In this regard, Alex Axelrod, the CEO and founder of Aximetria, a crypto-centric mobile finance app, told Cointelegraph that he believes news of the recent downsizing should not be associated with the alleged merger. In his view, both companies already enjoy a significant market following and would not be forced into a deal because of financial reasons.
A similar point of view is also shared by Danilevski, who pointed out that the recent layoffs aren’t a first for ConsenSys, and thus they are unlikely to be related to a potential partnership at hand. He added:
“Cryptocurrency and blockchain-related companies, such as Bitmain, are constantly letting staff go based on how the market is doing. While we’re in a bullish market as of now, it’s worth noting that the recent layoffs were in the HR, finance, and marketing departments, while the development team was unaffected.”
However, Herbrecht believes that the layoffs could have been done because of JP Morgan wanting to integrate its Quorum team with Consensys’ core developer staff — so as to make its internal work-related operations more streamlined. He also believes that if JPM Coin is built as envisioned, the banking consortium that JP Morgan is looking to establish with its Interbank Information Network could very well be the most serious attempt to bridge the gap that currently exists between the traditional financial system and the crypto industry. Herbrecht added:
“With this possible partnership, we can imagine all kinds of possible scenarios, with one such being the introduction of crypto technology to a whole new audience.”
Impact on the market and sector?
Even though the price of Ether seems to be on the rise following this latest development, it is quite difficult to predict how this deal will affect the market at large. For example, Klumov is of the opinion that a partnership between a leading financial institution such as JP Morgan and one of the world’s most recognized and reputable blockchain service providers is bound to help the industry in one way or the other.
As far as historical precedents go, very few projects have had a major monetary impact on the industry as a whole. Even this latest partnership seems to be focused more on enhancing JPMorgan’s personal blockchain adoption efforts rather than improving the state of the Ethereum project as a whole.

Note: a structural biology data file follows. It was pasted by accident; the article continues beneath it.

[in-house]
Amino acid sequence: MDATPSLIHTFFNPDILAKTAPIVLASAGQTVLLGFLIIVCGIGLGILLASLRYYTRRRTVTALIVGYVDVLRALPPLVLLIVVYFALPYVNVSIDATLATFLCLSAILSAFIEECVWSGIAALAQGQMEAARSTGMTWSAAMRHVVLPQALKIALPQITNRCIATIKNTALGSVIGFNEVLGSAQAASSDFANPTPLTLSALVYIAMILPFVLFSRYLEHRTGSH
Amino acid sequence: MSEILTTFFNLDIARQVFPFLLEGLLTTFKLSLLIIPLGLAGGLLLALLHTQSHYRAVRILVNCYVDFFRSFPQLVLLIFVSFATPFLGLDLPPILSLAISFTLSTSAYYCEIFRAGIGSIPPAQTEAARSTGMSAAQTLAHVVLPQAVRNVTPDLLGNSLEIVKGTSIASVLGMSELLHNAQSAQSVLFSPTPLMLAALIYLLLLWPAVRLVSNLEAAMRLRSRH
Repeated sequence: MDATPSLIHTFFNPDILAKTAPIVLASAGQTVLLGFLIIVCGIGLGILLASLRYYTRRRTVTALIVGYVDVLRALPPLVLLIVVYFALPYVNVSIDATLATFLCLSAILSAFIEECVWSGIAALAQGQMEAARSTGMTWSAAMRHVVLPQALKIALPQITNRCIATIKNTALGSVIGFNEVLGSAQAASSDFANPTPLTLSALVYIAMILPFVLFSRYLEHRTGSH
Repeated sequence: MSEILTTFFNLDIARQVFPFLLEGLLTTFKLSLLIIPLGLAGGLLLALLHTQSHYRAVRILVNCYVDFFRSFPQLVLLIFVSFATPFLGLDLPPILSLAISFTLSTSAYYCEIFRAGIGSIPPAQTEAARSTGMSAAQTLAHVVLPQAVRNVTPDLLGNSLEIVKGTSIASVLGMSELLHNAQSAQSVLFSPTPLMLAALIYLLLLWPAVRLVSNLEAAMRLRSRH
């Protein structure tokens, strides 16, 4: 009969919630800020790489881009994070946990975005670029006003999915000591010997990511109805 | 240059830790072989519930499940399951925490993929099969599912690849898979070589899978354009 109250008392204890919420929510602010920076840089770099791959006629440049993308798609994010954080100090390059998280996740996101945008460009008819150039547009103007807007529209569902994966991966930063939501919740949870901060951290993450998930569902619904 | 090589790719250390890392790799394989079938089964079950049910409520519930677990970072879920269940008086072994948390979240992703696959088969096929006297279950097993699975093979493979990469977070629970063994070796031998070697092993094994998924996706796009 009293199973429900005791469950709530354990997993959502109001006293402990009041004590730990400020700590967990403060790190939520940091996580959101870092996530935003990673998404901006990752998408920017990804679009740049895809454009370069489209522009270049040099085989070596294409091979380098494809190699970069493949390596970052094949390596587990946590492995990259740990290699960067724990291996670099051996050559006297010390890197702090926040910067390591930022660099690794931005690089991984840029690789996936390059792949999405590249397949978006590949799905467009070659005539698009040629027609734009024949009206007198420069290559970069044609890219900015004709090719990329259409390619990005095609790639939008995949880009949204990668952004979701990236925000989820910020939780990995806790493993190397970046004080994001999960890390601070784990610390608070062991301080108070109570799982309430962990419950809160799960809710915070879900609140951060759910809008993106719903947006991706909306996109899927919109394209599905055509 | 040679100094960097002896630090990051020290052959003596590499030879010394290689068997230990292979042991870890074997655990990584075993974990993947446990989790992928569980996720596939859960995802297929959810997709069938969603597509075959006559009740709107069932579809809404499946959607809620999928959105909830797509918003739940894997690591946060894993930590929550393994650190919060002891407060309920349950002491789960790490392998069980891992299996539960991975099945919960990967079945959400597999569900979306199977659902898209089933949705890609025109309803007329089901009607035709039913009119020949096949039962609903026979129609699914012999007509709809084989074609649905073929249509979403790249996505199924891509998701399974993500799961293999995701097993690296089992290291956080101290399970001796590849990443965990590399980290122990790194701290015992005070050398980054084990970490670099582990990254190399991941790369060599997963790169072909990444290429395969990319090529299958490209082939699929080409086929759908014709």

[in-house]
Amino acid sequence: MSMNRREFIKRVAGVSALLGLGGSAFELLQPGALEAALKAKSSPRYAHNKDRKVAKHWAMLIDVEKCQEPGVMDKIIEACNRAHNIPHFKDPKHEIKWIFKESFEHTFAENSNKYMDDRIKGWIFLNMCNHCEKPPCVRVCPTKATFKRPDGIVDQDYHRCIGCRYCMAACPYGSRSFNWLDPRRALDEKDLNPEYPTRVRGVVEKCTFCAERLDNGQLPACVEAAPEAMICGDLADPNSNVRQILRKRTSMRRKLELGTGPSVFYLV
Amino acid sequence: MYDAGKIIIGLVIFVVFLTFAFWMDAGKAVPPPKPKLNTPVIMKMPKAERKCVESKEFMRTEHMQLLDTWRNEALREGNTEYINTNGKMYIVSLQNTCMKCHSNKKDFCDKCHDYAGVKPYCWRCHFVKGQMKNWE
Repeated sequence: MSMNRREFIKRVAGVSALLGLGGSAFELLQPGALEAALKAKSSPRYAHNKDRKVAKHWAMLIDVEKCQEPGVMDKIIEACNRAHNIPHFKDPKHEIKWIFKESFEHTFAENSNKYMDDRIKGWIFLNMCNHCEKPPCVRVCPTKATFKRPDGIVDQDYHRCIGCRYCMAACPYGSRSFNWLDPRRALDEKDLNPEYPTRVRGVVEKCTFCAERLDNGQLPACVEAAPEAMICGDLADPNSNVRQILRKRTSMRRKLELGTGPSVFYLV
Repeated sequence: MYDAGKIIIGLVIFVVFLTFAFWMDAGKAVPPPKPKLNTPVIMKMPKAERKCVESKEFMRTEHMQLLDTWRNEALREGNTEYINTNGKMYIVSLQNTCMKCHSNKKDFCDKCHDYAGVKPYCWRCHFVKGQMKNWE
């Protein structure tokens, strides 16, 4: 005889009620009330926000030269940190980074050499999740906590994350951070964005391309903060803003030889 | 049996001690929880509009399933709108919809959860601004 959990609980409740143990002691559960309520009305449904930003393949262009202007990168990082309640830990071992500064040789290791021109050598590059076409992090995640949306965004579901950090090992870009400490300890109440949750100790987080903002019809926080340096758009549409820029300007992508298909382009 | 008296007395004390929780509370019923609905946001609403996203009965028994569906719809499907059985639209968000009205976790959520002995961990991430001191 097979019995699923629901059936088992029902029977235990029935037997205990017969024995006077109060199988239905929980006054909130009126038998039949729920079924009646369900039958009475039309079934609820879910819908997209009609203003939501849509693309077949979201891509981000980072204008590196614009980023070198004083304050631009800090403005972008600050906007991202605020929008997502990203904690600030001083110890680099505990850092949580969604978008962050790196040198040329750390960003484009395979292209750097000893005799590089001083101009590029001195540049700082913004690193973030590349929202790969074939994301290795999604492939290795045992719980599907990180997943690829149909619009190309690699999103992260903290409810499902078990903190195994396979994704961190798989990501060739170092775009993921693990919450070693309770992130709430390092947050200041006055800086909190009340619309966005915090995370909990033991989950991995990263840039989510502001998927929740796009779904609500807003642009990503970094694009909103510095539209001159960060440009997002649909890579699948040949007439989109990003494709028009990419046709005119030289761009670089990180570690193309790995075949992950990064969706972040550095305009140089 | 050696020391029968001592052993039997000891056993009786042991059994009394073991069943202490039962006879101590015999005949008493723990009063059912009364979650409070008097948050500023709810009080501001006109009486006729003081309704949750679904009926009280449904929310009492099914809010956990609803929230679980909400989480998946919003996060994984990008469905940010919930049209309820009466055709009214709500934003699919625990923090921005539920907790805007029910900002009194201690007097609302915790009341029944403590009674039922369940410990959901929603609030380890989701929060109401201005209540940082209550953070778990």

Lastly, over the course of the past few years, more and more banks have entered the crypto market with varying degrees of success. For example, firms like Ripple have been able to rope in a number of traditional finance players to use its native technological offerings such as xRapid and xCurrent.
Through the sector’s regulation, an increasing number of opportunities for banks to utilize crypto and blockchain have opened up, thereby allowing for mergers of crypto service providers to take place and thus create greater value for the market at large.
Since the details surrounding this alleged partnership are still quite limited at this point, it is hard to assess the overall impact it may have. In Danilevski’s opinion, this merger will most likely have no major financial implication on this burgeoning sector — especially since JP Morgan’s JPM coin has not received the kind of attention that the company initially expected. He further added:
“Considering Ethereum is the most popular blockchain for decentralized finance applications, ConsenSys is probably the best company JP Morgan could merge with to further pursue its goals. It’s just hard to see anything major happening in the market in the short term.”
Lastly, Herbrecht pointed out that global interest in decentralized finance, or DeFi, applications has been on the rise in recent months, with Ethereum being increasingly used by developers for the creation of novel DeFi-related DApps as a result. Thus, it seems to be a good idea for JPMorgan to get closer to Ethereum’s core development team and promote the use of the platform on a global scale.
Joseph Spezzano received a Masters Degree in computer science from The University of Massachusetts. Joseph has been working as a full-time blockchain programmer for the past 5 years. In his spare time, Joseph enjoys writing for CryptocurrencyInvestments.com and traveling.